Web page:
The manager of the COVID-19 facilities in Barbados, Alvin Hart, has confirmed that they are now involved in a full-blown humanitarian effort to assist a 19-year-old Trinidadian woman who has been stranded there for more than a month.
In an article in Barbados TODAY, the teen’s mother, Natalie Astudillo, a Trinidadian living in England, revealed that her daughter has been resident at the Paragon Military Base in Barbados after being denied entry on a connecting flight home to Trinidad on February 26.
She explained that her daughter, who has asked that her name be withheld, was expecting to layover for less than an hour at the Grantley Adams International Airport (GAIA). But an hour has now turned into 32 days and counting after her negative Polymerase Chain Reaction (PCR) test was rejected at the GAIA, presumably because it was taken outside of the required 72-hour period prior to arrival.
Hart however declared that Barbadian authorities had nothing to do with the decision. Instead, he contends the young woman’s current predicament is the result of the twin-island republic’s refusal to grant entry through the Caribbean Airlines flight.
“Trinidad has their own stipulations and regulations and she would not have been the first [Trinidadian] to spend extended time in quarantine facilities at Paragon. You have to apply to go into Trinidad and they tell you when you can come and unless you have that information from the government of Trinidad, you cannot board a Caribbean Airlines flight,” Hart explained.
But the young woman’s mother contends that her daughter was granted the necessary special permission and had paid a significant amount to get home. Nevertheless, she was denied entry on the CAL flight whilst at the departure gate.
After enduring five days of quarantine and completing two negative PCR tests, things went from bad to worse, when the young woman realised there would be no definitive word on when the next flight to Trinidad would be taking off.
After indicating that she was in no position to embark on an indefinite hotel stay, she is being housed at Paragon until further notice.
“This has now turned into a humanitarian effort for this young lady, and as facilities manager, it would bother me to put a 19-year-old who knows nobody in Barbados on the streets. This is now a humanitarian effort for one of our regional young women who we are holding there,” Hart stressed.
“This is not the first and once Trinidad holds this position, it will not be the last. But it could be a challenge going forward if the process in Trinidad is not looked after,” he added.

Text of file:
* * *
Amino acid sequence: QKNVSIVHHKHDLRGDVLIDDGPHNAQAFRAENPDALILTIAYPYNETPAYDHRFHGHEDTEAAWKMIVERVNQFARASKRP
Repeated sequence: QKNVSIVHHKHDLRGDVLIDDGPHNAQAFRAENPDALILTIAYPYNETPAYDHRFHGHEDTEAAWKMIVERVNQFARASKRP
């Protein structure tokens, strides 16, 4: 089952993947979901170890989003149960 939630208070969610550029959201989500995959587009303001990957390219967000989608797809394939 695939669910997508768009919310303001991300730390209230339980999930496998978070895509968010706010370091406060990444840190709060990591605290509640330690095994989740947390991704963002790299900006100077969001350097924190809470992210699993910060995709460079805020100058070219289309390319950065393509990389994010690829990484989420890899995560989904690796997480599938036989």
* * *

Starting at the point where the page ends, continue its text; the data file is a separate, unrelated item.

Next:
The facilities manager added that six more Trinidadians recently checked into quarantine at Paragon. They also have no definitive knowledge about their eventual departure to their homeland.
In the meantime, the situation is said to be the source of tremendous anguish for the teen, who was neither mentally nor financially prepared to spend weeks in Barbados.
“There was a point where it became really depressing. It’s really hard on her, because it’s the first time she’s flying by herself and that’s really hard for a 19-year-old,” the concerned mother told Barbados TODAY.
“I’ve been trying to get her on a flight to go to Trinidad, but I have been unsuccessful, because they can’t put her on a flight until they get confirmation from the Trinidad and Tobago National Security office.
“Emails were sent, but we haven’t been given confirmation and she has been there in quarantine for a month with no resources… and it is concerning because I am wondering if she could become infected, because she is negative and all of these people keep coming in every week and it’s really really concerning,” the anxious mother added.
Astudillo, who is a nurse in the UK, added that whilst her daughter was at the GAIA, there was discussion about whether she should continue her journey and be tested in the land of her citizenship. The mother further recalled that Trinidadians boarding the first flight from Heathrow said they had not been tested prior to departure, but had no such problems boarding the repatriation flight home.
“She came off of the flight just after six in the evening, she was supposed to clear [immigration] and go onto the flight to Trinidad… It was really shocking to me and I think they could have just sent her to Trinidad,” she lamented.
Unconfirmed reports suggest that the next repatriation flight will be on the 18th of April, but up to press time, the young lady had received no firm indication that she will be included if and when it arrives.
“The only consolation that I have is that the nurses in the quarantine facilities are taking care of her really well. They are keeping me up to date. The only consolation is that she is being treated very well by the people of Barbados,” the exhausted mother added.